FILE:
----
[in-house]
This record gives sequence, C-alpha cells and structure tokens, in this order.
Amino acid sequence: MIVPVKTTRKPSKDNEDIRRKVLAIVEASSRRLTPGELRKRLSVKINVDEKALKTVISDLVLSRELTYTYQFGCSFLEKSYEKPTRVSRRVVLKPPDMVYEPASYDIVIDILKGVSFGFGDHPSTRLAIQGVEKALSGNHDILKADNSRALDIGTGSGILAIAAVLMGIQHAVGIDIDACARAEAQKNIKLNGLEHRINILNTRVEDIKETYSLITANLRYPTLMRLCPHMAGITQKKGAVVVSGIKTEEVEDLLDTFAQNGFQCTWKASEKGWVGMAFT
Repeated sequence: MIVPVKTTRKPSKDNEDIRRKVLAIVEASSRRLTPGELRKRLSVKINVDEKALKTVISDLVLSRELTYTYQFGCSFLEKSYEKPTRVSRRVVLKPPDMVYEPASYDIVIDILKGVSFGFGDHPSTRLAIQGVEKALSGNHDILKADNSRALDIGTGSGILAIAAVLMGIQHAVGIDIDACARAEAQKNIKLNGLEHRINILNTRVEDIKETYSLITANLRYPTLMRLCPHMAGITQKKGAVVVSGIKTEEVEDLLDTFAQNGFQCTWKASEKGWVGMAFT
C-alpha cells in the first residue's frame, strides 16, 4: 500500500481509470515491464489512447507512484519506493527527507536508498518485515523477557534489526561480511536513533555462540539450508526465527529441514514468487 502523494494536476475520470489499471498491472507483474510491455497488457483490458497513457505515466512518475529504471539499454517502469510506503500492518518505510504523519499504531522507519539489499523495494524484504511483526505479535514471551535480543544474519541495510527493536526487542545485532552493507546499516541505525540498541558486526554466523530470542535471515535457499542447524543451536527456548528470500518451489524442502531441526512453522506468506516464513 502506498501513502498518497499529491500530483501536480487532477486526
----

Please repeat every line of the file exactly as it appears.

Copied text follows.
[in-house]
This record gives sequence, C-alpha cells and structure tokens, in this order.
Amino acid sequence: MIVPVKTTRKPSKDNEDIRRKVLAIVEASSRRLTPGELRKRLSVKINVDEKALKTVISDLVLSRELTYTYQFGCSFLEKSYEKPTRVSRRVVLKPPDMVYEPASYDIVIDILKGVSFGFGDHPSTRLAIQGVEKALSGNHDILKADNSRALDIGTGSGILAIAAVLMGIQHAVGIDIDACARAEAQKNIKLNGLEHRINILNTRVEDIKETYSLITANLRYPTLMRLCPHMAGITQKKGAVVVSGIKTEEVEDLLDTFAQNGFQCTWKASEKGWVGMAFT
Repeated sequence: MIVPVKTTRKPSKDNEDIRRKVLAIVEASSRRLTPGELRKRLSVKINVDEKALKTVISDLVLSRELTYTYQFGCSFLEKSYEKPTRVSRRVVLKPPDMVYEPASYDIVIDILKGVSFGFGDHPSTRLAIQGVEKALSGNHDILKADNSRALDIGTGSGILAIAAVLMGIQHAVGIDIDACARAEAQKNIKLNGLEHRINILNTRVEDIKETYSLITANLRYPTLMRLCPHMAGITQKKGAVVVSGIKTEEVEDLLDTFAQNGFQCTWKASEKGWVGMAFT
C-alpha cells in the first residue's frame, strides 16, 4: 500500500481509470515491464489512447507512484519506493527527507536508498518485515523477557534489526561480511536513533555462540539450508526465527529441514514468487 502523494494536476475520470489499471498491472507483474510491455497488457483490458497513457505515466512518475529504471539499454517502469510506503500492518518505510504523519499504531522507519539489499523495494524484504511483526505479535514471551535480543544474519541495510527493536526487542545485532552493507546499516541505525540498541558486526554466523530470542535471515535457499542447524543451536527456548528470500518451489524442502531441526512453522506468506516464513 502506498501513502498518497499529491500530483501536480487532477486526